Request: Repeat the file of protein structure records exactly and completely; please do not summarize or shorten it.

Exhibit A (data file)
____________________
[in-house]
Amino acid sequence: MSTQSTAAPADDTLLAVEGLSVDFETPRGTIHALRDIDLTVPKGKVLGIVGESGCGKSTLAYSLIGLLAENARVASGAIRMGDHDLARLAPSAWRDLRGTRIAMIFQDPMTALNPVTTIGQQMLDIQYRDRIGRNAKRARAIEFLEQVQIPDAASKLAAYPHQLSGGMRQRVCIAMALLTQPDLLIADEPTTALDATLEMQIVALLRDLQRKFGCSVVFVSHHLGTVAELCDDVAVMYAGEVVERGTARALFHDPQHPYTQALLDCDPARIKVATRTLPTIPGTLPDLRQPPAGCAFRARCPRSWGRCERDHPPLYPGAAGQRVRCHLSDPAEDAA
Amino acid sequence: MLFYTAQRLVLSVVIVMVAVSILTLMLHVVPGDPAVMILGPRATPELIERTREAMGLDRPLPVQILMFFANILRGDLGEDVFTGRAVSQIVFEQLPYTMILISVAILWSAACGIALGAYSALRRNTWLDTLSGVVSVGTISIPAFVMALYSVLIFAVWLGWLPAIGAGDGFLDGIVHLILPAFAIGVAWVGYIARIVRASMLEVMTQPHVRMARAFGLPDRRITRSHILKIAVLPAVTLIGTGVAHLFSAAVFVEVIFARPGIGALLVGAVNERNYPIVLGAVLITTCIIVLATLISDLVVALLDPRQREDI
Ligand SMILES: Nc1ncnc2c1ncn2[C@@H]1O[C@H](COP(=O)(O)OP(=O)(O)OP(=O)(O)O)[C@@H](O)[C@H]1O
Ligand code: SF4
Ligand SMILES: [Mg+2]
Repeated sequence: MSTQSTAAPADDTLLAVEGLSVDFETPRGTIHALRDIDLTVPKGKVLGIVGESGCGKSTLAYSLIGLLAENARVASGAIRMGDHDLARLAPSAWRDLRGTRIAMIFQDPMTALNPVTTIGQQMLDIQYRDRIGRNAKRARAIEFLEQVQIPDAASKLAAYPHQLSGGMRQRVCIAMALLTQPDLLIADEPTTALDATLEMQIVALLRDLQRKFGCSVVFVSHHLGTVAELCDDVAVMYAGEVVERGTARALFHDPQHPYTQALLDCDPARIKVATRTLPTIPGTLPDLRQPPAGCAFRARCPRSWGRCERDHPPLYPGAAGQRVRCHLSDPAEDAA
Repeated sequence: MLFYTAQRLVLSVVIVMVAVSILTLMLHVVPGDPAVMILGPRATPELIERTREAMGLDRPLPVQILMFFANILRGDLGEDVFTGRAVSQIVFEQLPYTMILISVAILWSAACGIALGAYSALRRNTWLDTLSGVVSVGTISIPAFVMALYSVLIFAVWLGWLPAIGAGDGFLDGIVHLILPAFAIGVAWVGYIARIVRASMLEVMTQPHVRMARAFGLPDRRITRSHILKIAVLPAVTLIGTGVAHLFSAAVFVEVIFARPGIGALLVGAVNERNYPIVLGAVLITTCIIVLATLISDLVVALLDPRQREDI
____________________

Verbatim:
[in-house]
Amino acid sequence: MSTQSTAAPADDTLLAVEGLSVDFETPRGTIHALRDIDLTVPKGKVLGIVGESGCGKSTLAYSLIGLLAENARVASGAIRMGDHDLARLAPSAWRDLRGTRIAMIFQDPMTALNPVTTIGQQMLDIQYRDRIGRNAKRARAIEFLEQVQIPDAASKLAAYPHQLSGGMRQRVCIAMALLTQPDLLIADEPTTALDATLEMQIVALLRDLQRKFGCSVVFVSHHLGTVAELCDDVAVMYAGEVVERGTARALFHDPQHPYTQALLDCDPARIKVATRTLPTIPGTLPDLRQPPAGCAFRARCPRSWGRCERDHPPLYPGAAGQRVRCHLSDPAEDAA
Amino acid sequence: MLFYTAQRLVLSVVIVMVAVSILTLMLHVVPGDPAVMILGPRATPELIERTREAMGLDRPLPVQILMFFANILRGDLGEDVFTGRAVSQIVFEQLPYTMILISVAILWSAACGIALGAYSALRRNTWLDTLSGVVSVGTISIPAFVMALYSVLIFAVWLGWLPAIGAGDGFLDGIVHLILPAFAIGVAWVGYIARIVRASMLEVMTQPHVRMARAFGLPDRRITRSHILKIAVLPAVTLIGTGVAHLFSAAVFVEVIFARPGIGALLVGAVNERNYPIVLGAVLITTCIIVLATLISDLVVALLDPRQREDI
Ligand SMILES: Nc1ncnc2c1ncn2[C@@H]1O[C@H](COP(=O)(O)OP(=O)(O)OP(=O)(O)O)[C@@H](O)[C@H]1O
Ligand code: SF4
Ligand SMILES: [Mg+2]
Repeated sequence: MSTQSTAAPADDTLLAVEGLSVDFETPRGTIHALRDIDLTVPKGKVLGIVGESGCGKSTLAYSLIGLLAENARVASGAIRMGDHDLARLAPSAWRDLRGTRIAMIFQDPMTALNPVTTIGQQMLDIQYRDRIGRNAKRARAIEFLEQVQIPDAASKLAAYPHQLSGGMRQRVCIAMALLTQPDLLIADEPTTALDATLEMQIVALLRDLQRKFGCSVVFVSHHLGTVAELCDDVAVMYAGEVVERGTARALFHDPQHPYTQALLDCDPARIKVATRTLPTIPGTLPDLRQPPAGCAFRARCPRSWGRCERDHPPLYPGAAGQRVRCHLSDPAEDAA
Repeated sequence: MLFYTAQRLVLSVVIVMVAVSILTLMLHVVPGDPAVMILGPRATPELIERTREAMGLDRPLPVQILMFFANILRGDLGEDVFTGRAVSQIVFEQLPYTMILISVAILWSAACGIALGAYSALRRNTWLDTLSGVVSVGTISIPAFVMALYSVLIFAVWLGWLPAIGAGDGFLDGIVHLILPAFAIGVAWVGYIARIVRASMLEVMTQPHVRMARAFGLPDRRITRSHILKIAVLPAVTLIGTGVAHLFSAAVFVEVIFARPGIGALLVGAVNERNYPIVLGAVLITTCIIVLATLISDLVVALLDPRQREDI